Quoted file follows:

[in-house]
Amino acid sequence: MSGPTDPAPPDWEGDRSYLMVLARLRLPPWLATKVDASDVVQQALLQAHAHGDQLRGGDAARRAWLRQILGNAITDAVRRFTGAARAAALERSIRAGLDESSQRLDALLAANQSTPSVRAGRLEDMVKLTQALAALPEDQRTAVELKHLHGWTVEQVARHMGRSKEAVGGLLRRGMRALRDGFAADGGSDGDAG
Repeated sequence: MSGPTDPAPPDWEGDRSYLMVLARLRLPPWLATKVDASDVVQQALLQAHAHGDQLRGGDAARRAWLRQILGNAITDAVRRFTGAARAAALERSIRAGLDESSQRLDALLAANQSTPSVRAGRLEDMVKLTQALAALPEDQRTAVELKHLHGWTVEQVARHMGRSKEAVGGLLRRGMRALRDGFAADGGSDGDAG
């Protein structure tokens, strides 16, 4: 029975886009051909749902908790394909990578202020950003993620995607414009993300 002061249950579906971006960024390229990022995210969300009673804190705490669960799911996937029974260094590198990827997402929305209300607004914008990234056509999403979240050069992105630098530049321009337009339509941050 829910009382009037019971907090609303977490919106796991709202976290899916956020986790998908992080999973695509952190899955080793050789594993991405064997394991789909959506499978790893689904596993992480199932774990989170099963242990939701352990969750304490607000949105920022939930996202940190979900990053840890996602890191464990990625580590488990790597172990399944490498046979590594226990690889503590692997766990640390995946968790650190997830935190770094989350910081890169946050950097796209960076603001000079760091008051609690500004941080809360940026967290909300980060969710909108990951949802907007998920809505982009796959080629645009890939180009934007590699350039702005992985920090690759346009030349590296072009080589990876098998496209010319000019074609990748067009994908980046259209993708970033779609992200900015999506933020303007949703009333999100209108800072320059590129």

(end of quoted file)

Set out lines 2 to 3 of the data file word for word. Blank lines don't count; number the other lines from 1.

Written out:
Amino acid sequence: MSGPTDPAPPDWEGDRSYLMVLARLRLPPWLATKVDASDVVQQALLQAHAHGDQLRGGDAARRAWLRQILGNAITDAVRRFTGAARAAALERSIRAGLDESSQRLDALLAANQSTPSVRAGRLEDMVKLTQALAALPEDQRTAVELKHLHGWTVEQVARHMGRSKEAVGGLLRRGMRALRDGFAADGGSDGDAG
Repeated sequence: MSGPTDPAPPDWEGDRSYLMVLARLRLPPWLATKVDASDVVQQALLQAHAHGDQLRGGDAARRAWLRQILGNAITDAVRRFTGAARAAALERSIRAGLDESSQRLDALLAANQSTPSVRAGRLEDMVKLTQALAALPEDQRTAVELKHLHGWTVEQVARHMGRSKEAVGGLLRRGMRALRDGFAADGGSDGDAG